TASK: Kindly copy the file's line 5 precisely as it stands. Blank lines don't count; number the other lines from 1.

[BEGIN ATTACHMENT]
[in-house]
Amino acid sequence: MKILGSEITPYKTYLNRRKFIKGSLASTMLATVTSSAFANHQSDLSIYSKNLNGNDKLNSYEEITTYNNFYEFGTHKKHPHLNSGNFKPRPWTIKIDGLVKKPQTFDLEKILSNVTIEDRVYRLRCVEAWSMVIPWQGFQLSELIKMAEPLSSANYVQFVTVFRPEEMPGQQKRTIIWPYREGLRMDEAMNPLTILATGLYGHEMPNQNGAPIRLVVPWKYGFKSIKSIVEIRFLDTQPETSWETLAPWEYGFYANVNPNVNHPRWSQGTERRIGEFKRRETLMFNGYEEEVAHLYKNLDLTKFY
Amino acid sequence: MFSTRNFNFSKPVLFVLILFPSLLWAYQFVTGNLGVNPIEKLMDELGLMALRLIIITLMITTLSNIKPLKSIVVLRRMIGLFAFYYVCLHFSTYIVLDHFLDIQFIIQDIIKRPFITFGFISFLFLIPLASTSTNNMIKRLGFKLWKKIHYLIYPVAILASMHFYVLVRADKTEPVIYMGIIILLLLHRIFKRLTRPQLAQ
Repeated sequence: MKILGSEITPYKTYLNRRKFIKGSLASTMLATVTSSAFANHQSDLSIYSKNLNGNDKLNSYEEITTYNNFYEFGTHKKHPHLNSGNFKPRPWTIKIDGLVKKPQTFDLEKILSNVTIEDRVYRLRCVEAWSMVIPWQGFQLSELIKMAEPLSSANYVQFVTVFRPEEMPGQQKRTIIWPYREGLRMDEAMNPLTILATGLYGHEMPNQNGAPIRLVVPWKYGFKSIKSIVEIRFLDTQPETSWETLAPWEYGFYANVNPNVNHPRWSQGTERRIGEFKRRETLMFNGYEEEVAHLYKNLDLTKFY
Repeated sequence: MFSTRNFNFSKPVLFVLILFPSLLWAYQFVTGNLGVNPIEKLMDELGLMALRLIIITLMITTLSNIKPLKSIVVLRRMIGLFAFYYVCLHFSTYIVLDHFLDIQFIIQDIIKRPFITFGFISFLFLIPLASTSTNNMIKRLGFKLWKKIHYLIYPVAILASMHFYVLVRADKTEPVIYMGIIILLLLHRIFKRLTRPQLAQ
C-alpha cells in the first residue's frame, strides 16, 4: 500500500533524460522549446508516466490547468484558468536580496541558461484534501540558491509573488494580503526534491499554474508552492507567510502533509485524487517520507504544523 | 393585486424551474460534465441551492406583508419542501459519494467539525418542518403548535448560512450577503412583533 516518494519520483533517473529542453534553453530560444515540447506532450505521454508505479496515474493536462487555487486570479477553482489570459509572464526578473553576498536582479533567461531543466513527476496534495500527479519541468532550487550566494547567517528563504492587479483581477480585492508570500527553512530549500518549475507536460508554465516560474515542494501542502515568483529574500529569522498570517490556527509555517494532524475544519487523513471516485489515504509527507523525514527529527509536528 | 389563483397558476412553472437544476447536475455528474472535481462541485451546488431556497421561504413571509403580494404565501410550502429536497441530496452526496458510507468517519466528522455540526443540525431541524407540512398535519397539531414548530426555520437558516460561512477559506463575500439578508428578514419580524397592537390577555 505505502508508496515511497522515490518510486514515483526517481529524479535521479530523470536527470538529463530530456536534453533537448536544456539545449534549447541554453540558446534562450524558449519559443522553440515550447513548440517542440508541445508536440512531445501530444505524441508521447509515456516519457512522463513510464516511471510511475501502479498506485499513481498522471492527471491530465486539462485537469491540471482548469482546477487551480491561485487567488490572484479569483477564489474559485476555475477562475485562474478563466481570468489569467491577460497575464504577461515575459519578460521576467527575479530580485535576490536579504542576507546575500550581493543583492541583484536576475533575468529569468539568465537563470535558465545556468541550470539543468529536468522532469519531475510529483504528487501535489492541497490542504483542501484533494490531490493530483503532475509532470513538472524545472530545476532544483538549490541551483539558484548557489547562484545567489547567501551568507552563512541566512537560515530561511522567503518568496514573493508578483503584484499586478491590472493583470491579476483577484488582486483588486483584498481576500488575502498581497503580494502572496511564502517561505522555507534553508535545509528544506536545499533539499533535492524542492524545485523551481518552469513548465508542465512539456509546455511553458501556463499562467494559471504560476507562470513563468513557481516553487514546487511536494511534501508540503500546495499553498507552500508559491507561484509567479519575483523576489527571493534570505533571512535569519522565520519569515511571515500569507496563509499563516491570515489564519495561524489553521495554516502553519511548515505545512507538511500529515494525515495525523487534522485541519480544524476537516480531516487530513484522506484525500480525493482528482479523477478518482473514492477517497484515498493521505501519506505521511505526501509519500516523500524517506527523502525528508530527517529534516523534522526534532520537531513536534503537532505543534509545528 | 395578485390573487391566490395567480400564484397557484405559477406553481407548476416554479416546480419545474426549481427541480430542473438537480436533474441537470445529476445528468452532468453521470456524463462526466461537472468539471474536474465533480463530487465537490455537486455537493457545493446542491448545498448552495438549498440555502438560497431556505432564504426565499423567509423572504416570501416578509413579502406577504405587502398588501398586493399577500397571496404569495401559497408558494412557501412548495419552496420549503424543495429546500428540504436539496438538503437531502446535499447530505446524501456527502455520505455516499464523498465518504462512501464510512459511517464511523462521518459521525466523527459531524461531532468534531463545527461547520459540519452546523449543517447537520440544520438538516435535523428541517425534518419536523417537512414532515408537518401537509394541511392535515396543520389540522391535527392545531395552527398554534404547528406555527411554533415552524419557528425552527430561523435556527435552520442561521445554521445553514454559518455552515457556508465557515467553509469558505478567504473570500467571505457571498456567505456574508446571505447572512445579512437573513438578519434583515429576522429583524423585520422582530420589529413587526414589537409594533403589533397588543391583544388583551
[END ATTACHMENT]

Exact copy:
Repeated sequence: MFSTRNFNFSKPVLFVLILFPSLLWAYQFVTGNLGVNPIEKLMDELGLMALRLIIITLMITTLSNIKPLKSIVVLRRMIGLFAFYYVCLHFSTYIVLDHFLDIQFIIQDIIKRPFITFGFISFLFLIPLASTSTNNMIKRLGFKLWKKIHYLIYPVAILASMHFYVLVRADKTEPVIYMGIIILLLLHRIFKRLTRPQLAQ